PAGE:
Sino-Xenic pronunciations

Sino-XenicSinoxenicpronunciations of Chinese charactersSino-Vietnamese pronunciationSino-Xenic vocabulariesSinospheric languagesborrowed Chinese wordsborrowings of Chinese vocabularyChinese loanwordsforeign pronunciations
Sino-Xenic or Sinoxenic pronunciations are regular systems for reading Chinese characters in Japan, Korea and Vietnam, originating in medieval times and the source of large-scale borrowings of Chinese words into the Japanese, Korean and Vietnamese languages, none of which are genetically related to Chinese.wikipedia
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Chinese characters

ChineseChinese characterChinese:
Sino-Xenic or Sinoxenic pronunciations are regular systems for reading Chinese characters in Japan, Korea and Vietnam, originating in medieval times and the source of large-scale borrowings of Chinese words into the Japanese, Korean and Vietnamese languages, none of which are genetically related to Chinese.
These foreign adaptations of Chinese pronunciation are known as Sino-Xenic pronunciations and have been useful in the reconstruction of Middle Chinese.

Korean language

KoreanKorean-languageKorea
Sino-Xenic or Sinoxenic pronunciations are regular systems for reading Chinese characters in Japan, Korea and Vietnam, originating in medieval times and the source of large-scale borrowings of Chinese words into the Japanese, Korean and Vietnamese languages, none of which are genetically related to Chinese.
Chinese characters arrived in Korea (see Sino-Xenic pronunciations for further information) together with Buddhism during the Proto-Three Kingdoms era in the 1st century BC.

Sino-Japanese vocabulary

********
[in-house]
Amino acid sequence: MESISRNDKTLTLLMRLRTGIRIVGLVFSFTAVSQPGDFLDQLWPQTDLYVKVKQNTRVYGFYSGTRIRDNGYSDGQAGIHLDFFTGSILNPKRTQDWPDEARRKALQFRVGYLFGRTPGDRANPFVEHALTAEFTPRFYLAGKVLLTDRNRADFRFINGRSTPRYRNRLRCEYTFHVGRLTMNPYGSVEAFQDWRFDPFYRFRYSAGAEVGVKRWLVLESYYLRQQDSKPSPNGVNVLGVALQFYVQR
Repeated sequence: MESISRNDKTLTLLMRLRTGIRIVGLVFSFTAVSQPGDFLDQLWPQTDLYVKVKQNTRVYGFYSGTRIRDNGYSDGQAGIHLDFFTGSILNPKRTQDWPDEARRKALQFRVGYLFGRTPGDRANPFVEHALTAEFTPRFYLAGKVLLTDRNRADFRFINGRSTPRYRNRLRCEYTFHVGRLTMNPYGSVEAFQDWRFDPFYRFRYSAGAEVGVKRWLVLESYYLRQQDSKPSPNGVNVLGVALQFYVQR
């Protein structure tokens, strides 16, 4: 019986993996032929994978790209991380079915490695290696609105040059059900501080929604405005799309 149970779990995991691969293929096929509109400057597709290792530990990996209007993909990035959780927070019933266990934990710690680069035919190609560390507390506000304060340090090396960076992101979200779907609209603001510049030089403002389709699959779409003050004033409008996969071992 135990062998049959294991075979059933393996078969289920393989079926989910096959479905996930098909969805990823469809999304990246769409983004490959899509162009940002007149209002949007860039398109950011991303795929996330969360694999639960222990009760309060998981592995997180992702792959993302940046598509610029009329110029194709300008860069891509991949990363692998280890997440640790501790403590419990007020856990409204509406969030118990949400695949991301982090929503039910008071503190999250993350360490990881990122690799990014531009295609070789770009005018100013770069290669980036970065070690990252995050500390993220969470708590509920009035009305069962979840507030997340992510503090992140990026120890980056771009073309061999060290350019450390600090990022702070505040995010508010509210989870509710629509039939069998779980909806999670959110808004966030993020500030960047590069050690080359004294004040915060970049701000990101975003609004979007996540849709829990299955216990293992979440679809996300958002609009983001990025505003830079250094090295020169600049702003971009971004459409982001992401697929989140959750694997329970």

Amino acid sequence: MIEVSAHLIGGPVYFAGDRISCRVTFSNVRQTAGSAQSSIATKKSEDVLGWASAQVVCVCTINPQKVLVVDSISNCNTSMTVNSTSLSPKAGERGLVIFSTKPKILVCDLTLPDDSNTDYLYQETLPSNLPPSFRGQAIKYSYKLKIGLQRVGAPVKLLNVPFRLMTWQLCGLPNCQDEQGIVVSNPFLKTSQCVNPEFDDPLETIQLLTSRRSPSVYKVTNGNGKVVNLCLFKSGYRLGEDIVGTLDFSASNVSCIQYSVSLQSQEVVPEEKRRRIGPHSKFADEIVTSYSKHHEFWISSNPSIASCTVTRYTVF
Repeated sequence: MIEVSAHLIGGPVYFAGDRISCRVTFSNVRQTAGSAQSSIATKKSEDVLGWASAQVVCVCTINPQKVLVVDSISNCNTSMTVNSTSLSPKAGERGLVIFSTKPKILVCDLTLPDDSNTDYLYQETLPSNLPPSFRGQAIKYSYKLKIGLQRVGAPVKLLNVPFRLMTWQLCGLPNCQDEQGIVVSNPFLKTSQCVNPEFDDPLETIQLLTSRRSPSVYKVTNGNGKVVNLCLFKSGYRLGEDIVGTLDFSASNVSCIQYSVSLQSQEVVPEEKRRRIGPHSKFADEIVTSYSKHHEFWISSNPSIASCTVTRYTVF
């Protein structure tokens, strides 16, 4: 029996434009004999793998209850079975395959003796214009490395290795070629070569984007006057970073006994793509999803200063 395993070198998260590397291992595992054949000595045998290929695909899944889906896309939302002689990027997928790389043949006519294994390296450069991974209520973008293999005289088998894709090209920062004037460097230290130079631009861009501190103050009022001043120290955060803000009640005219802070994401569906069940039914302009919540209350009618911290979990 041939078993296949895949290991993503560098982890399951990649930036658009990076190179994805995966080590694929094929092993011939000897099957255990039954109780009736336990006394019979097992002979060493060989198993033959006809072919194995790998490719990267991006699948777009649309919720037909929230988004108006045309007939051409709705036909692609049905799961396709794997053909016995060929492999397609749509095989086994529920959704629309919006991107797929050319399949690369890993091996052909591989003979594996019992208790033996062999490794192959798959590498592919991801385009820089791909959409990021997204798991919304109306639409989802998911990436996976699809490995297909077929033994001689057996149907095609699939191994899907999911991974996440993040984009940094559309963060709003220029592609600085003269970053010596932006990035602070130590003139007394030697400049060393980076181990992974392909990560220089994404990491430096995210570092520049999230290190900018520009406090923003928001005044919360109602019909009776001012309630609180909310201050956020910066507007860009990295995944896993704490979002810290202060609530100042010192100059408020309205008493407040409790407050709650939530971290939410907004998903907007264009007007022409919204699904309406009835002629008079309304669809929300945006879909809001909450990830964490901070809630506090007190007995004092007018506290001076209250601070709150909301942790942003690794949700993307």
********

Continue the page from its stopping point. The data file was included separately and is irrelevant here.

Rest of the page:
Sino-JapanesekangoSino-Japanese words
The resulting Sino-Japanese, Sino-Korean and Sino-Vietnamese vocabularies now make up a large part of the lexicons of these languages.
Both kango in modern Japanese and classical kanbun have Sino-xenic linguistic and phonetic elements also found in Korean and Vietnamese: that is, they are "Sino-foreign," not purely Chinese.

Sino-Vietnamese vocabulary

Sino-VietnameseVietnameseHán Việt
The resulting Sino-Japanese, Sino-Korean and Sino-Vietnamese vocabularies now make up a large part of the lexicons of these languages.
Samuel Martin (1953) grouped the three together as "Sino-xenic".

Chinese language

ChineseChinese:Regional dialect
Sino-Xenic or Sinoxenic pronunciations are regular systems for reading Chinese characters in Japan, Korea and Vietnam, originating in medieval times and the source of large-scale borrowings of Chinese words into the Japanese, Korean and Vietnamese languages, none of which are genetically related to Chinese.
Linguists have identified these sounds by comparing the categories with pronunciations in modern varieties of Chinese, borrowed Chinese words in Japanese, Vietnamese, and Korean, and transcription evidence.

Middle Chinese

Early Middle ChineseLate Middle ChineseMC
The pronunciation systems are used alongside modern varieties of Chinese in historical Chinese phonology, particularly the reconstruction of the sounds of Middle Chinese. Scholars in those countries wrote in Literary Chinese and were thoroughly familiar with the Chinese classics, which they read aloud in systematic local approximations of Middle Chinese.
Karlgren was the first to attempt a reconstruction of the sounds of Middle Chinese, comparing its categories with modern varieties of Chinese and the Sino-Xenic pronunciations used in the reading traditions of neighbouring countries.

Samuel Martin (linguist)

Samuel MartinSamuel E. MartinSamuel Elmo Martin
The term, from the Greek xenos "foreign", was coined in 1953 by the linguist Samuel Martin, who called these borrowings "Sino-Xenic dialects".
At this time he coined the term "Sino-Xenic" in creating a common nomenclature for Sino-Vietnamese vocabulary, Sino-Korean vocabulary and Sino-Japanese vocabulary.

Historical Chinese phonology

ChineseChinese historical phonologyChinese phonology
The pronunciation systems are used alongside modern varieties of Chinese in historical Chinese phonology, particularly the reconstruction of the sounds of Middle Chinese.

Thai language

ThaiThai:Central Thai
In comparison, vocabulary of Chinese origin in Thai, including most of the basic numbers (except 1 and 2), was borrowed over a range of periods from the Han (or earlier) to the Tang.